I’ve had the most wonderful day. It’s been cool and rainy here in Newcastle, much more to my tastes. I am sleeping on the top bunk on the second floor, by a large open window with no screen or bars. There’s no bars on the bed either, nothing to stop me rolling out, falling through the window and down to the pavement below. Which gives me the shivers, but is also wonderfully like sleeping in a tree house, all breezy and up among the lovely tropical foliage. I lay in my bunk at night and watch the stars and city lights and rain and the trees dancing in the wind. Not far is the sea, just a brief walk, and I can smell it and feel the salt in the air. In the mornings it’s very warm and still, and I can’t sleep for the light coming in and the heat. But this morning it was perfect, cool, raining, breezy. I lay under my sheet, waking from nightmares to watch the rain falling through the trees, sleeping and waking and sleeping.
My beloved is napping now with her head in my lap as we rest in the lounge at the backpackers. Today we went again to visit her elderly relative for lunch, and it was sad for her. It’s always painful to see someone you love ill, or old, to be aware of time passing, of mortality, of the cruelty of distance and the inadequacy of words. There’s always so much to say and no words to say it. I’ve been here with my beloved grandma who died a few years ago. I can sit with this sadness, I know how to bear it, how to stay present with it. There’s so much beauty in it, joy within pain, love beneath sorrow. Such a simple thing it is, to be present.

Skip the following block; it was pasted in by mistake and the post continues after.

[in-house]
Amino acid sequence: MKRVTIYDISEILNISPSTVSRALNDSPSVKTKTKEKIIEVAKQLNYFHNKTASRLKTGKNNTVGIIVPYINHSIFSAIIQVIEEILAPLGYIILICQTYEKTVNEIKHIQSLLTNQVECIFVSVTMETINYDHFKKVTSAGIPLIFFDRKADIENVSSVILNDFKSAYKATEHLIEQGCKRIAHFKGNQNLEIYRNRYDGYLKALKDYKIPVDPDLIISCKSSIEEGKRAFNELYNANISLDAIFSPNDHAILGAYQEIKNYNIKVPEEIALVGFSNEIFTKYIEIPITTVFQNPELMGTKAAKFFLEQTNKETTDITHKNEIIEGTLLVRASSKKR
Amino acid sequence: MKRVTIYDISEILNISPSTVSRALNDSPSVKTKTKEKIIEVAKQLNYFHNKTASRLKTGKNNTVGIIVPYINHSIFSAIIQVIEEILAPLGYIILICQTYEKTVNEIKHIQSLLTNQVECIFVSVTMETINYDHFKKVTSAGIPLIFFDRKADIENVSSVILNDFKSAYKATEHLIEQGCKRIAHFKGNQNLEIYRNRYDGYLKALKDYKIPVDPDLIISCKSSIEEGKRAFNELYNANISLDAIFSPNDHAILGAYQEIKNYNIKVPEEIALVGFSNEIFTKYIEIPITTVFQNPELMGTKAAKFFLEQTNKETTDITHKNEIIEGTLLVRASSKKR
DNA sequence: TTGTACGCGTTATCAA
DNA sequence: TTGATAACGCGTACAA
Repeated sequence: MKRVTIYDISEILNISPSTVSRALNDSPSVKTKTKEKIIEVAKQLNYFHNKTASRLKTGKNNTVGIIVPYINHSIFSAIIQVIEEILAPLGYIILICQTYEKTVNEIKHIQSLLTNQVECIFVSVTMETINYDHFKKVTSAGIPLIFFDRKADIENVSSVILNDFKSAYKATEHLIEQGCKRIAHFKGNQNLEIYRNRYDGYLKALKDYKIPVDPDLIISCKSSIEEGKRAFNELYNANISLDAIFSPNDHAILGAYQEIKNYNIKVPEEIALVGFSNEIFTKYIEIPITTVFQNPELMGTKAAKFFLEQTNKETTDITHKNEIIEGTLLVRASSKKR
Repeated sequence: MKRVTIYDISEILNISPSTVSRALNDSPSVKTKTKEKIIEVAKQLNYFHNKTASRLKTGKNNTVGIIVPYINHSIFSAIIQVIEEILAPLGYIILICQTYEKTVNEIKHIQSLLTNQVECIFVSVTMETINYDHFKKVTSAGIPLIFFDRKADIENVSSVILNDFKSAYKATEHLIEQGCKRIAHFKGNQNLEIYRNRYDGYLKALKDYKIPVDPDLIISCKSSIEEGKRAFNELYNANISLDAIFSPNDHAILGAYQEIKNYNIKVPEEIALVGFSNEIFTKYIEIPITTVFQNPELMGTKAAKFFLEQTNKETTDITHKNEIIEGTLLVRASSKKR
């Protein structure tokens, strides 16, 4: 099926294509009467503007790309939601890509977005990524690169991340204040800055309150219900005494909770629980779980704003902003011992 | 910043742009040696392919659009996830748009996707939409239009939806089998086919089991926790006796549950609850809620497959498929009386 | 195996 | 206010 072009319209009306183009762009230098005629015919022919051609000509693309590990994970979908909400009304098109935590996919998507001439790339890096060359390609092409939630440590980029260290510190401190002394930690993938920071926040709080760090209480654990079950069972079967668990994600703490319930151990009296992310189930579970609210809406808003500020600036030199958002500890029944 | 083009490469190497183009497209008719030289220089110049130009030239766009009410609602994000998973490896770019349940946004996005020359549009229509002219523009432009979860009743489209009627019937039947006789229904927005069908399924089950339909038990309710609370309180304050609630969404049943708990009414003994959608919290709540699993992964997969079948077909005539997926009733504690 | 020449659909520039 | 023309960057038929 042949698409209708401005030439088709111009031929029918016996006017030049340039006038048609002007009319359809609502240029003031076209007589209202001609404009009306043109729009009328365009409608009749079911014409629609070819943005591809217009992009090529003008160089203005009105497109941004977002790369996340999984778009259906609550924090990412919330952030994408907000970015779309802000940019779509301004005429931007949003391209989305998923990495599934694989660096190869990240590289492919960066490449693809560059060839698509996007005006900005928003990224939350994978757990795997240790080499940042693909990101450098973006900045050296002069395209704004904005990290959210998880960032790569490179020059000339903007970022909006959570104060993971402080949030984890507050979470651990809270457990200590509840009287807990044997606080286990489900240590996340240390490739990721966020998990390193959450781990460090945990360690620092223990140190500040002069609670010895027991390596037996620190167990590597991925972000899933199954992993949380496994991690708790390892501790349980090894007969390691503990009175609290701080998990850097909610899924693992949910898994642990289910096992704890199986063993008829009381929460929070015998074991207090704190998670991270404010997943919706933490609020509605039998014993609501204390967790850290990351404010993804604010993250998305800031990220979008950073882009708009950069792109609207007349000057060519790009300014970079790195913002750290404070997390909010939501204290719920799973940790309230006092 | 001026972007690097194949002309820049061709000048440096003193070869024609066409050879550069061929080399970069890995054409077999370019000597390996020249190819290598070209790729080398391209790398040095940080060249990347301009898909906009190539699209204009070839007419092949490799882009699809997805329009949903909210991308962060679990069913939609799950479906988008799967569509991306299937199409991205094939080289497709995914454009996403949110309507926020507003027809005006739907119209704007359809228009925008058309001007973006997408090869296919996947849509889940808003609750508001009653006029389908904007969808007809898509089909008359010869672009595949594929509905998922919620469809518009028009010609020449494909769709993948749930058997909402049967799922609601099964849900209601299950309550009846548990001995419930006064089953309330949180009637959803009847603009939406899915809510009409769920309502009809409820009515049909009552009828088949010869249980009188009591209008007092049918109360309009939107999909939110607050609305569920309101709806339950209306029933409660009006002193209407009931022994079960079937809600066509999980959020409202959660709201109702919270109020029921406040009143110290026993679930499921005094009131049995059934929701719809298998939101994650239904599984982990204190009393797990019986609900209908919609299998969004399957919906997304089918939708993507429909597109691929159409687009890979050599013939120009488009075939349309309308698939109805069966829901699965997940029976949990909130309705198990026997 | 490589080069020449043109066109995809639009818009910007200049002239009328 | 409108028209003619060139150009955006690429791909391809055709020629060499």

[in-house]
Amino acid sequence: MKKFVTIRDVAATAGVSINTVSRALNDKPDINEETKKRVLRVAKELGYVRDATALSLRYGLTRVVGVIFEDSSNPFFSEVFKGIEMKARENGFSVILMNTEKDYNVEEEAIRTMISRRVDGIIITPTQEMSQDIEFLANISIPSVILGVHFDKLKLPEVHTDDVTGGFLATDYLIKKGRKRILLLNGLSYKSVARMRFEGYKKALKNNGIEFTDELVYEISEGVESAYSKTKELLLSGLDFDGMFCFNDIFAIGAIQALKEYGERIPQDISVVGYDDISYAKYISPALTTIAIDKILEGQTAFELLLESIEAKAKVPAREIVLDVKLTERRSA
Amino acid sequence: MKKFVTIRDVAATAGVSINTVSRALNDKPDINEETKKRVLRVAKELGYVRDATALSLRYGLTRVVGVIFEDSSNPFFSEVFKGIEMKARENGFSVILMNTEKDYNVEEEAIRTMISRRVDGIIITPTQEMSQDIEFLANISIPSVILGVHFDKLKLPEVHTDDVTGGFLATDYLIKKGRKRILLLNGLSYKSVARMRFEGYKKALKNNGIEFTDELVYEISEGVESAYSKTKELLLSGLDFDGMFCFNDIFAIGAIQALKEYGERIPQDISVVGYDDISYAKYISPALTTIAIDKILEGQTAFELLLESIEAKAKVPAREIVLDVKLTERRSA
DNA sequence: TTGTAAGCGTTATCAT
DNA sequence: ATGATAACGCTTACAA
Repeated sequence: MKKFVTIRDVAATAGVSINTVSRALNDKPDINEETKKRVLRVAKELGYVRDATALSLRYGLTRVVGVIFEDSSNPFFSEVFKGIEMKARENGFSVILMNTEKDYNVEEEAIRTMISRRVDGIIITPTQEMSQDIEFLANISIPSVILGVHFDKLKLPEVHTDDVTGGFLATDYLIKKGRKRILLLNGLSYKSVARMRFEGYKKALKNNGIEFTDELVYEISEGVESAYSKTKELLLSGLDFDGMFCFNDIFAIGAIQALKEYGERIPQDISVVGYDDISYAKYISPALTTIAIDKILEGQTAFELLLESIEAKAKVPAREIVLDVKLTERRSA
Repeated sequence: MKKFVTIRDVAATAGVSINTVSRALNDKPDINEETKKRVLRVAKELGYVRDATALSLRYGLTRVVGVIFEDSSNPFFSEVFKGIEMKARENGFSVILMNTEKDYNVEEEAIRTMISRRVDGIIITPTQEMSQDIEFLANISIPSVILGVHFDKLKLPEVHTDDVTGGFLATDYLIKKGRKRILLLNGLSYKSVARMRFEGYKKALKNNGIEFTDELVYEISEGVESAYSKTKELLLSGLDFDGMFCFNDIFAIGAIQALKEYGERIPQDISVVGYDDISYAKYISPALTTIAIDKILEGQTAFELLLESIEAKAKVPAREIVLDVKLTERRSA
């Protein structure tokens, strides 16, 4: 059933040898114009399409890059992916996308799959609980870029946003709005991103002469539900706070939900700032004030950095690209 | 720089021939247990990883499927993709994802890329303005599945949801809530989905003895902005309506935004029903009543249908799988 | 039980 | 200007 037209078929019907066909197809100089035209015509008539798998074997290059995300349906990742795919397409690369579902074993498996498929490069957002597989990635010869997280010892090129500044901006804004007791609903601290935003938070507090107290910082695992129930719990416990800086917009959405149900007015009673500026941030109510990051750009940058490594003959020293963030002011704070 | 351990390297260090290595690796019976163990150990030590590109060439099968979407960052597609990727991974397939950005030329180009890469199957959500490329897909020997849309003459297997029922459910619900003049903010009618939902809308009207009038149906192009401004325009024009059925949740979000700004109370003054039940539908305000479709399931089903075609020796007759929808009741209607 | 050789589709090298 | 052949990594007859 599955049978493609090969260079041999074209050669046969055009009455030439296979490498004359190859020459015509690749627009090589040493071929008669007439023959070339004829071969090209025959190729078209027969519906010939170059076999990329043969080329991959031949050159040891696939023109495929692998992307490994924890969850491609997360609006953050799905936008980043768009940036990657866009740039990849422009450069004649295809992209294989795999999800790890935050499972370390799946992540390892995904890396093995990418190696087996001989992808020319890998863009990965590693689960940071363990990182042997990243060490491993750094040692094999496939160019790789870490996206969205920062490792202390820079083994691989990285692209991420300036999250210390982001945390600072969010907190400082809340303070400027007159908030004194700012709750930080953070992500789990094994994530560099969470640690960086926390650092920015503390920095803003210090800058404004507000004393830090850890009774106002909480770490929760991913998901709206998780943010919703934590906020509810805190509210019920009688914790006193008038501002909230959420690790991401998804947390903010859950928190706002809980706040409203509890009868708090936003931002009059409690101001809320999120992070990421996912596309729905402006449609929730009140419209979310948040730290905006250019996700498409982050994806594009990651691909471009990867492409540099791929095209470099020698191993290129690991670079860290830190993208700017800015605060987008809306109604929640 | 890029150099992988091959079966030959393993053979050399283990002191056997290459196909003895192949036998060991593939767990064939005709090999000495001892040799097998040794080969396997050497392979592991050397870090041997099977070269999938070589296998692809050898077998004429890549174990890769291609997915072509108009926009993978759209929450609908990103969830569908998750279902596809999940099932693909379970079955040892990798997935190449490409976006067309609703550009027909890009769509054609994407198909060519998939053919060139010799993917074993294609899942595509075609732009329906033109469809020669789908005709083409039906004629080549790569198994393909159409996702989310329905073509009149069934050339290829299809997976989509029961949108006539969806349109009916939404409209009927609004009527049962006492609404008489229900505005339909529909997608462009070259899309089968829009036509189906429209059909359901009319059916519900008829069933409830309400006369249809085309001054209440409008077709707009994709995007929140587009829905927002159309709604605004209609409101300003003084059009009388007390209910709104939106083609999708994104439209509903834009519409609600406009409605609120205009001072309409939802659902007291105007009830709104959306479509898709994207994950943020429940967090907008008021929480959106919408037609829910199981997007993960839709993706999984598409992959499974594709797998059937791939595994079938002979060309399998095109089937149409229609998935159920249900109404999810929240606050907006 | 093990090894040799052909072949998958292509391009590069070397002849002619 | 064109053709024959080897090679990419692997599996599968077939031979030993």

Then we visited the Newcastle art gallery, and were lucky enough to stumble into an exhibition of Oscar Wilde’s The Nightingale and the Rose by Del Kathryn Barton. It was stunning. I spent an hour in front of the huge, intricately painted canvases, trying to shelter that tiny flame of inspiration that lit in me. I find it so hard to keep believing in myself, in art, in the value of my work, in the possibility of success. One of my greatest limitations as an artist is my lack of confidence. Strangely enough, the cause of this; poverty, hardship, is also one of my great strengths as an artist; I have experienced so much and have so much to say. I’m also painfully afraid of the times I shut down and can’t create art, and terribly impatient with myself.
This exhibition was an artists response to a work of writing, something I’ve often thought of doing. The size of the paintings was powerful, and the technique; combining inks, paint and watercolors, was appealing. I was very taken by it all, and found myself blossoming with hope, that if she can make such splendid works, I can also. I’m excited about my projects planned for this year. I so want to keep that tiny sense of hope alive, it dies so easily in me and then everything is such a struggle. I bought a beautiful big art book of the exhibition to take home and display, hoping to keep this feeling alive. Others have walked this road. It is possible.
Once the gallery closed, we sheltered under the eaves on the doorstep and picnicked on snacks and talked about life and cried a little and held each others hands. Then we walked until we found a lovely Vietnamese restaurant and ate prawns and red rice and soft shell crab. It rained and we wandered the streets in it, finding paths around puddles, water shining in our hair. Night fell as we walked.
Sometimes there were loud groups of drunk guys or someone hassling passerbys for money and we stopped holding hands and walked faster. My part who handles violence comes out, walks tall. ‘We won’t be easy victims, leave us be.’ Nothing happens. My girlfriend and I have a rule that either of us can stop holding hands (or anything else that clearly marks us as a gay couple) if we feel unsafe in public, no argument, no recriminations.
We find a store that’s open, and buy exotic icecream; filled with brownies and cookie dough. Back at the hostel, we lay about on a big couch in the lounge, legs tangled, reading Sabriel to each other, sharing the icecream and enjoying the freedom to be a couple in a public space and feel safe and accepted. We laugh and play and talk. It’s so sweet, sweet to be in love.